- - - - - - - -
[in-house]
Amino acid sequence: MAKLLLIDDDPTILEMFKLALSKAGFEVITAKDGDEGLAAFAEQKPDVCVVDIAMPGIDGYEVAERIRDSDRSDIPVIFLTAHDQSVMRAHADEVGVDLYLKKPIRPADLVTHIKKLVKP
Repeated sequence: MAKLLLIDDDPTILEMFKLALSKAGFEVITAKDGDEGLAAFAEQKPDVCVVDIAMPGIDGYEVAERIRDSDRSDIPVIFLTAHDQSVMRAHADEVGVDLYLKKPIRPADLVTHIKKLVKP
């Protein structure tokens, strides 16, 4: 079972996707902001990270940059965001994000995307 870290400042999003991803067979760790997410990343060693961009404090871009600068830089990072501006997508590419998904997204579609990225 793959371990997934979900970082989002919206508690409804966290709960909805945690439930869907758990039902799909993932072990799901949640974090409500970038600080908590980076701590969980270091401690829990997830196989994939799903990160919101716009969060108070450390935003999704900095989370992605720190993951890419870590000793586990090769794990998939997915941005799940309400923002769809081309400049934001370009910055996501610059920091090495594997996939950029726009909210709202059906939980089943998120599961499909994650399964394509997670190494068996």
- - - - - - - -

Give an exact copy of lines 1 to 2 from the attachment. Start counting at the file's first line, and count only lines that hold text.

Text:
[in-house]
Amino acid sequence: MAKLLLIDDDPTILEMFKLALSKAGFEVITAKDGDEGLAAFAEQKPDVCVVDIAMPGIDGYEVAERIRDSDRSDIPVIFLTAHDQSVMRAHADEVGVDLYLKKPIRPADLVTHIKKLVKP